The Seaflower Biosphere Reserve encompasses the entire land and marine territory of the San Andrés Archipelago in the southwestern Caribbean Sea. The archipelago, which forms the West Indies Department of Colombia, supports diverse marine and bird life and extensive coral reefs.
Seaflower Biosphere Reserve
The Seaflower Biosphere Reserve is situated in the Archipelago of San Andrés, Providencia, and Santa Catalina (a Protectorate of Colombia) in the southwestern Caribbean. It lies off the east coast of Nicaragua, halfway between Colombia and Jamaica.
The archipelago, volcanic in origin, is comprised of cays and atolls. These atolls are among the very few found in the Atlantic Ocean. The area of some of its coral banks, such as Quitasueño, can exceed 1000 sq km (386 sq mi).
As a marine biosphere reserve, it covers approximately 10% of the Caribbean Sea, with three main islands surrounded by coastal mangroves, swamps, and highly intact and productive associated coral reef ecosystems.
The Seaflower Biosphere Reserve includes some of the Caribbean Sea's highest coral cover and octocoral densities.
The Old Providence barrier reef alone is 32 km (20 mi) long and covers an area of 255 sq km (98 sq mi), making it one of the most extensive coral reefs in the Americas. It is a crucial coral and fish diversity site and a biodiversity hotspot.
The islands of old Providence and Santa Catalina, with 19 sq km (7 sq mi) formed by an extinct Miocene volcano and with an unusually well-preserved tropical forest, have far less population than San Andrés. The climate is tropical, stable, with an average temperature of 27° C (80° F).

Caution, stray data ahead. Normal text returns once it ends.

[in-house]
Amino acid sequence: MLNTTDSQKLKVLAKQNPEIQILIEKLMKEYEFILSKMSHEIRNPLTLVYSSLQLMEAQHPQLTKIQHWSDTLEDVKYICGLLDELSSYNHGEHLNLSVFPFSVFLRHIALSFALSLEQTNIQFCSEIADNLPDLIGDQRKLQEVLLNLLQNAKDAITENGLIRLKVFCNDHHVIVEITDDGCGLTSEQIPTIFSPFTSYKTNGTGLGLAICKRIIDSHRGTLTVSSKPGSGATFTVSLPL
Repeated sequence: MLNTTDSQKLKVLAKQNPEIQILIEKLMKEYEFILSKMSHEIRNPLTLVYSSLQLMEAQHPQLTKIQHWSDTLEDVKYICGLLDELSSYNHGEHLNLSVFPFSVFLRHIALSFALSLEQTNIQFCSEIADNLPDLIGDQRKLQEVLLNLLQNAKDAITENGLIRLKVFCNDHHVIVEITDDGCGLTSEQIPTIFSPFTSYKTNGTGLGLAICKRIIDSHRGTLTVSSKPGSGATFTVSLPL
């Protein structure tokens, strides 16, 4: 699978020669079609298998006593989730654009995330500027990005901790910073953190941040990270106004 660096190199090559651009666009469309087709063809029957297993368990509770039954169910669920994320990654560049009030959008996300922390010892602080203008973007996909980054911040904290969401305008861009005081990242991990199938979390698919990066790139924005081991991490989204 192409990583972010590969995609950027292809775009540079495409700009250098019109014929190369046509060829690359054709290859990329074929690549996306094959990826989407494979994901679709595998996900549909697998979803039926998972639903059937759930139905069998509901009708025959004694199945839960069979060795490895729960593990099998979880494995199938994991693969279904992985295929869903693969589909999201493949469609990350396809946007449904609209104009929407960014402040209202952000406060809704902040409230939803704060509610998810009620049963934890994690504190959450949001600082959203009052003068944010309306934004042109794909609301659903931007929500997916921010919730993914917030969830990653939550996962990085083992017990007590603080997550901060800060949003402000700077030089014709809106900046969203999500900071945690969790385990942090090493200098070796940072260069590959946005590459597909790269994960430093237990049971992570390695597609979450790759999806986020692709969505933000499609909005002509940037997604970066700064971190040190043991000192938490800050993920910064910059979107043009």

The Seaflower Biosphere Reserve protects a rich marine biodiversity, which includes more than 407 species of fish, 48 hard corals, 54 soft corals, 130 sponges, 157 birds and many other significant species.
The archipelago is noted as a secondary endemic bird area. Among the endemic species of the Archipiélago, there are two species of snakes, Leptotyphlops albifrons (silver snake) and Coniophanes andresensis.
Also endemic is the Vireo caribeus, which is a bird. The Gambusia aestiputeus is an endemic fish that lives in the mangroves of Bahía Hooker (San Andrés island). In addition, there is an endemic species of toad called Leptodactylus insularis. Also endemic is the Hypoplectrus providencianus (Hamlet), a fish from Providence Island.
With 27 sq km (10 sq mi) and an official population of 70,657 (2002), over half the people in San Andrés island live in the urban commercial center on the coastal flats at the extreme north end of the island.
San Andres ecosystems show the effects of mass tourism and over-population, such as reduced water quality from solid and liquid waste, the impact of inadequate infrastructure and poorly planned urban development.
A special program of education, public awareness and community involvement was organized within the archipelago's community to develop and understand the philosophy and approaches of the MAB program in cultural, environmental and economic terms. Materials and activities included an 'Islands Natural Alphabet' on environmental education, coral reefs and mangroves, tree planting, and seed collection schemes.
To contribute to sustainable economic and human development, the Seaflower Biosphere Reserve will support eco- and ethno-tourism and strengthen traditional native pursuits of subsistence agriculture, small animal raising, and artisan fishing that promotes self-sufficiency.